Category ArchiveSightseeing



23 Jul 2009 03:00 pm    Category: Hiking &Sightseeing    

Mammoth Lakes

Photo Album

Tour of more sights around Mammoth Lakes, California: Inyo Craters, Earthquake Faults, a hike to Emerald Lake (beautiful in the picture above, but quite the mosquito haven), then a picnic at Horseshoe Lake.

22 Jul 2009 05:00 pm    Category: Hiking &Sightseeing    

Ancient Bristlecone Pine Forest, Inyo National Forest

We left Mammoth Lakes and drove down to the Owens Valley, then up again high into the White Mountains to the Ancient Bristlecone Pine Forest in Inyo National Forest, west of Big Pine, California. Some of these amazing trees are over 4000 years old and still living; tree rings of dead trees from the same area date to 9000 years ago. The cool air at 10000 ft was a welcome relief from the heat below. We did the one-mile nature loop hike, had a nice picnic supper, and stopped at an overlook on the drive back to see a glorious cloudy sunset over the High Sierras. It rained on us on the drive down the mountain, but no rain reached the low plains.

Photo Album

Statistics:

1.09 mi (0.50 mi uphill, 0.49 mi downhill, 273 ft flat)
360 ft total ascent (315 ft descent) – 16.1 %  uphill grade, 18.3 %  downhill grade
1:56:09 total time (0:54:25 moving, 1:01:44 stopped)
0:49:43 pace (1.2 mph average speed, 2.8 mph max speed)
2.5 difficulty, 3.9 effort

21 Jul 2009 12:00 pm    Category: Sightseeing    

Bodie and Mono Lake

“. . . any time, you can see there a belt of flies an inch deep and six feet wide, and this belt extends clear around the lake—a belt of flies one hundred miles long. If you throw a stone among them, they swarm up so thick that they look dense, like a cloud.” -Mark Twain

Photo Album

A great excursion with Elizabeth and Mike to Bodie State Historical Park, a mining ghost town kept in a state of arrested decay, and around Mono Lake in Mono County, California. Special triple feature in the photo album: movies movies movies of Mono Lake alkali flies! Factoid: 80% of California’s coastal sea gulls come to Mono Lake (200 miles inland and 7000 ft elevation) to nest in the summer. Factoid: The Mono Lake brine shrimp are commercially harvested to make fish food.

More on Mono Lake from Roughing It by Mark Twain: “Mono Lake lies in a lifeless, treeless, hideous desert, eight thousand feet above the level of the sea, and is guarded by mountains two thousand feet higher, whose summits are always clothed in clouds. This solemn, silent, sailless sea—this lonely tenant of the loneliest spot on earth—is little graced with the picturesque. It is an unpretending expanse of grayish water, about a hundred miles in circumference, with two islands in its centre, mere upheavals of rent and scorched and blistered lava, snowed over with gray banks and drifts of pumice stone and ashes, the winding sheet of the dead volcano, whose vast crater the lake has seized upon and occupied.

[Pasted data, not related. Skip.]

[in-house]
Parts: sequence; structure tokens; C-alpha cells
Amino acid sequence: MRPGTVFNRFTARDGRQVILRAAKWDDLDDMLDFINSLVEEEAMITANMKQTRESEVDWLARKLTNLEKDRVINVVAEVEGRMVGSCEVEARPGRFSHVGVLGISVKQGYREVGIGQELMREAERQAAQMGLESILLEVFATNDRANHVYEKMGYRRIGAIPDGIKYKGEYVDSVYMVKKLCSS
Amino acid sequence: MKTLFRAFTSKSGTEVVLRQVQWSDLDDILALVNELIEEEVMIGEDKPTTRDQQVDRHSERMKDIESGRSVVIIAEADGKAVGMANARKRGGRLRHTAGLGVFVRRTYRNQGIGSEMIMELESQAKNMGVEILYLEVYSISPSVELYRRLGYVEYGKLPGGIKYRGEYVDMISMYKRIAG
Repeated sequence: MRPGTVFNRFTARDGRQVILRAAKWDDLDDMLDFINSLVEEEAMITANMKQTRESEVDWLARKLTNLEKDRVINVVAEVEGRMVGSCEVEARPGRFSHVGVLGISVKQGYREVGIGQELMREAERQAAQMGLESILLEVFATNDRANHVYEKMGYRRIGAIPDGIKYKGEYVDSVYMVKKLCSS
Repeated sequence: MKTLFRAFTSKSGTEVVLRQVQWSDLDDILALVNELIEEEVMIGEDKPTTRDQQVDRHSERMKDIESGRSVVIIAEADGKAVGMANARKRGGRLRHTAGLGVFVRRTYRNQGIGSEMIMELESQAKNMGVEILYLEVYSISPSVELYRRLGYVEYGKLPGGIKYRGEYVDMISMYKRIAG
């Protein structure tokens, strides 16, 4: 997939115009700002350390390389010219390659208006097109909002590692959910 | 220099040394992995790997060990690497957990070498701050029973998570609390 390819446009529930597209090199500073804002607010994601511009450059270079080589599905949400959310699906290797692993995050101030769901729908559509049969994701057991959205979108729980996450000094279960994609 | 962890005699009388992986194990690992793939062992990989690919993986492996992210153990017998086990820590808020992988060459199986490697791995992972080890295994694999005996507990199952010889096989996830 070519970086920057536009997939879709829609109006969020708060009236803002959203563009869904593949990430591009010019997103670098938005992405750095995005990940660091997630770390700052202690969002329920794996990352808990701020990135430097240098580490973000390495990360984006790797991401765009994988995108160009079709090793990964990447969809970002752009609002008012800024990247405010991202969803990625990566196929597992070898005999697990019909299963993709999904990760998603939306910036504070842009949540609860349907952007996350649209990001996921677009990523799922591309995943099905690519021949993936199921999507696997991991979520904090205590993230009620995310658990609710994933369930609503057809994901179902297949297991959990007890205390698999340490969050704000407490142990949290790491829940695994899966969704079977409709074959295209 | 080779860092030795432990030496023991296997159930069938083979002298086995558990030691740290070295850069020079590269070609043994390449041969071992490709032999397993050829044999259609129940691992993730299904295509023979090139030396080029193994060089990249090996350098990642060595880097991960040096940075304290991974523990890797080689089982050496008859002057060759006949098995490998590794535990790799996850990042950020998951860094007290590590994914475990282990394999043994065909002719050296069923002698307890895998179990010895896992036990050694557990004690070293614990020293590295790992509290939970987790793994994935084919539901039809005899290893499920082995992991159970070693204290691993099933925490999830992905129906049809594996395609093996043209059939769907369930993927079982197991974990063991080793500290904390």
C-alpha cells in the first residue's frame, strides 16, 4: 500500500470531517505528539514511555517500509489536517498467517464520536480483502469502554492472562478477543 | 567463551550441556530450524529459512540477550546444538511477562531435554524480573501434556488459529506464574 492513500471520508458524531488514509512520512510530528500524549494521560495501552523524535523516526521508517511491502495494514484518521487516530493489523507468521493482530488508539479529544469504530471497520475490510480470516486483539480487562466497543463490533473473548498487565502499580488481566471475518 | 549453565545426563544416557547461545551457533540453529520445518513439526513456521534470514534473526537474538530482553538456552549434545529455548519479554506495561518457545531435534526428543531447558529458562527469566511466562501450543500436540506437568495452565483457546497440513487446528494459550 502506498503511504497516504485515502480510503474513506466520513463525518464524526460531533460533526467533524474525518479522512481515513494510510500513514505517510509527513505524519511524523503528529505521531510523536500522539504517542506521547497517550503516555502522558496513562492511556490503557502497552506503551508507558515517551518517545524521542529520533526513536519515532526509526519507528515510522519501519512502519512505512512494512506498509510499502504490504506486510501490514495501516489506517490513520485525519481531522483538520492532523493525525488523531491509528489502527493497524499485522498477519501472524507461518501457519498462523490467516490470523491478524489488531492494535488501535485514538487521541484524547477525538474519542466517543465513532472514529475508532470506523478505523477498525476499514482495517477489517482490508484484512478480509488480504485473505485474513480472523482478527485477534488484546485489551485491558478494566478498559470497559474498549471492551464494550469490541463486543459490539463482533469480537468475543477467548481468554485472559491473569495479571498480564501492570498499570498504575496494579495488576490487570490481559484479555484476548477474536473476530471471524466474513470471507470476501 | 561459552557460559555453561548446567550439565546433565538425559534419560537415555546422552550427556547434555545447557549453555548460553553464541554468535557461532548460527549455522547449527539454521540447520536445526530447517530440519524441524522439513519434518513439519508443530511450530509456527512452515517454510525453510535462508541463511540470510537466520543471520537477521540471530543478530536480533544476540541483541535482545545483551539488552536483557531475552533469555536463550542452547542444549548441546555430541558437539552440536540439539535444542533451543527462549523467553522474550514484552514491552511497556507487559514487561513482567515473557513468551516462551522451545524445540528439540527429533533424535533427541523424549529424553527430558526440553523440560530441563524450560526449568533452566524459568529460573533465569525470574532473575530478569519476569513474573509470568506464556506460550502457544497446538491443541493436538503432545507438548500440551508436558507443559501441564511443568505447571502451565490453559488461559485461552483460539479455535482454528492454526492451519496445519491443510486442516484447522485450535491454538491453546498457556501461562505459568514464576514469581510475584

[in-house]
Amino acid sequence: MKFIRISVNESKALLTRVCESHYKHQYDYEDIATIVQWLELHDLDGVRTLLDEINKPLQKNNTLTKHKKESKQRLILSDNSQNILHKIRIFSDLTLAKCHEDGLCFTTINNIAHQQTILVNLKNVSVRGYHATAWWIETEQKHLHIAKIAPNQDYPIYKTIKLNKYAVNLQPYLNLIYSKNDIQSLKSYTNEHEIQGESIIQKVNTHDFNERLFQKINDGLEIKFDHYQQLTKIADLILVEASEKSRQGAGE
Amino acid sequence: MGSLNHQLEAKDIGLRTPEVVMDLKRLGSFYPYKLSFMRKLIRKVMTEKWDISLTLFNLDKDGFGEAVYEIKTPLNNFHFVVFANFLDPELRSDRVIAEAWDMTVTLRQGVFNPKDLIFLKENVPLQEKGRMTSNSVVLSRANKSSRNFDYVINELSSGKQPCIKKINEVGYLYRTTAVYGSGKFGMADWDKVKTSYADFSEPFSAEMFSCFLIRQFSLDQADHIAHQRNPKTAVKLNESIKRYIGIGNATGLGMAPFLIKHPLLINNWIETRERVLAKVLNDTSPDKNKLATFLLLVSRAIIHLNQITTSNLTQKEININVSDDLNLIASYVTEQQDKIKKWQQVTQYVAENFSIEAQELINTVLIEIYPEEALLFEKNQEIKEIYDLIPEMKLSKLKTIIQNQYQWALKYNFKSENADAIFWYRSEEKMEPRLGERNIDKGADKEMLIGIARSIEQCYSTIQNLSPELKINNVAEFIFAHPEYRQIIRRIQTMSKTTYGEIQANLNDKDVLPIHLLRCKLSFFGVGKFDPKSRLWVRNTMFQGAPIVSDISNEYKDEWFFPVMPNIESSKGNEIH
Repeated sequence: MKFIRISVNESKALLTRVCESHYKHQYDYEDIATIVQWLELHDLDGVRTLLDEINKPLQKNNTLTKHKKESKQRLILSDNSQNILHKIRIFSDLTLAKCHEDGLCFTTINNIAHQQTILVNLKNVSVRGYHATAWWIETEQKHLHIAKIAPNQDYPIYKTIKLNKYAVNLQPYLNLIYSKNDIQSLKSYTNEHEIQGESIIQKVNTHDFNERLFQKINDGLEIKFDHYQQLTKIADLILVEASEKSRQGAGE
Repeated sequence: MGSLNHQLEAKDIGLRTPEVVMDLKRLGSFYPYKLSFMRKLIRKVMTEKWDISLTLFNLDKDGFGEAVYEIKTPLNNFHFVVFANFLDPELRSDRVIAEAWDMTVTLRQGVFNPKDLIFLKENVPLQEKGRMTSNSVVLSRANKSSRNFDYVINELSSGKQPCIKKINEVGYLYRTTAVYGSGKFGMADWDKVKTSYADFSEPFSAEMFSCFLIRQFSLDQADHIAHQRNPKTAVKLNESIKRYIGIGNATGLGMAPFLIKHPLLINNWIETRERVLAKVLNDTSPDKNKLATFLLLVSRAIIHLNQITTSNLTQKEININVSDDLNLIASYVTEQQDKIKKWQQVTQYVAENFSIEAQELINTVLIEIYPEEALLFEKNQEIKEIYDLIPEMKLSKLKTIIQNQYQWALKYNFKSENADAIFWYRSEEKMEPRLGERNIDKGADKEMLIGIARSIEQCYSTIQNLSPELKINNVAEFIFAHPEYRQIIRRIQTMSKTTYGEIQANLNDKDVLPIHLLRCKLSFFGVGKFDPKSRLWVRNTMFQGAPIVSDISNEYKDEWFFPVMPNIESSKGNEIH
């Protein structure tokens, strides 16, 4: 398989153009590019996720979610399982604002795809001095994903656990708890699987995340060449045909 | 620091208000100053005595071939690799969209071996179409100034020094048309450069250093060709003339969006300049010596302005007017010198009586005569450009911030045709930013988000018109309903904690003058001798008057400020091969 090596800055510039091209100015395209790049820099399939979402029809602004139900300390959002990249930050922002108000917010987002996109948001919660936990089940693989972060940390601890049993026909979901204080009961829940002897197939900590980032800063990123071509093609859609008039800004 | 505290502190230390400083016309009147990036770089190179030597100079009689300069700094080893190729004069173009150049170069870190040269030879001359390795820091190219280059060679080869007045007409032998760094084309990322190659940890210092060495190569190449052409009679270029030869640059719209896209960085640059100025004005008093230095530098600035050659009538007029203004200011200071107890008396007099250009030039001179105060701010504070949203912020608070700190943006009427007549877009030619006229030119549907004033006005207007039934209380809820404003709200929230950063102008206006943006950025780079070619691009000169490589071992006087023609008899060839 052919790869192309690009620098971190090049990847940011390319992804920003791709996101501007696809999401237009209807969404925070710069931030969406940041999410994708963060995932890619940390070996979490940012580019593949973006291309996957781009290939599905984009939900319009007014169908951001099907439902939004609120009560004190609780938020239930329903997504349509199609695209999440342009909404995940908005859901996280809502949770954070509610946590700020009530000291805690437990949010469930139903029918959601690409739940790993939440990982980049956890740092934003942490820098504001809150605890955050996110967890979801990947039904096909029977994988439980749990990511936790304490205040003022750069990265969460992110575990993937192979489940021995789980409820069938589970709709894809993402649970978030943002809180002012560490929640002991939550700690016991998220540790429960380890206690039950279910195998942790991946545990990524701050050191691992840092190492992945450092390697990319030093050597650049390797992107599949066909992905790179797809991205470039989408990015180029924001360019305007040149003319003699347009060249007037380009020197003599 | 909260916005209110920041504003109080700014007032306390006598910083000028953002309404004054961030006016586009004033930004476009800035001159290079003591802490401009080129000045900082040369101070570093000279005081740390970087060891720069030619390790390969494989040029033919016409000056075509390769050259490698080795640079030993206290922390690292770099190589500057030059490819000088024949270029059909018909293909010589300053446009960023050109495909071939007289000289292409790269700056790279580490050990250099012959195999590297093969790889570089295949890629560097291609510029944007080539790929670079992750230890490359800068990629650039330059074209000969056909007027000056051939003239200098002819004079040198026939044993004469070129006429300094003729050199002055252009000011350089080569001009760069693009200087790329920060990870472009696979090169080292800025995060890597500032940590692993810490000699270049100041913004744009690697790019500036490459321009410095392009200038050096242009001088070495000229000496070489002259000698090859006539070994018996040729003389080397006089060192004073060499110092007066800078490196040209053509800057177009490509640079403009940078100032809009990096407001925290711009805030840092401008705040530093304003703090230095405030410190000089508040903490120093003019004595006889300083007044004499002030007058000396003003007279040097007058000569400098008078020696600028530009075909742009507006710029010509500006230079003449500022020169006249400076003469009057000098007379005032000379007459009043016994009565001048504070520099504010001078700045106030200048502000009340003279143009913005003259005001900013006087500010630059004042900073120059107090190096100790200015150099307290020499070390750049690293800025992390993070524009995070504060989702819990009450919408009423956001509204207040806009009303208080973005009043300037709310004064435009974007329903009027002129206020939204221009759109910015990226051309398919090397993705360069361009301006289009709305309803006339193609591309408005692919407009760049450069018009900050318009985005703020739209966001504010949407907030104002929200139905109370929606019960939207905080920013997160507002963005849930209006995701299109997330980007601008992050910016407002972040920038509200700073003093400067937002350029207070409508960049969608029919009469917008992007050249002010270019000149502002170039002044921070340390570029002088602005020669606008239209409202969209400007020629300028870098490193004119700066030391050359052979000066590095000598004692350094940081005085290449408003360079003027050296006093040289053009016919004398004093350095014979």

“The lake is two hundred feet deep, and its sluggish waters are so strong with alkali that if you only dip the most hopelessly soiled garment into them once or twice, and wring it out, it will be found as clean as if it had been through the ablest of washerwomen’s hands. . . .

“There are no fish in Mono Lake—no frogs, no snakes, no pollywogs—nothing, in fact, that goes to make life desirable. Millions of wild ducks and sea-gulls swim about the surface, but no living thing exists under the surface, except a white feathery sort of worm, one half an inch long, which looks like a bit of white thread frayed out at the sides. If you dip up a gallon of water, you will get about fifteen thousand of these. They give to the water a sort of grayish-white appearance. Then there is a fly, which looks something like our house fly. These settle on the beach to eat the worms that wash ashore—and any time, you can see there a belt of flies an inch deep and six feet wide, and this belt extends clear around the lake—a belt of flies one hundred miles long. If you throw a stone among them, they swarm up so thick that they look dense, like a cloud.” Read more

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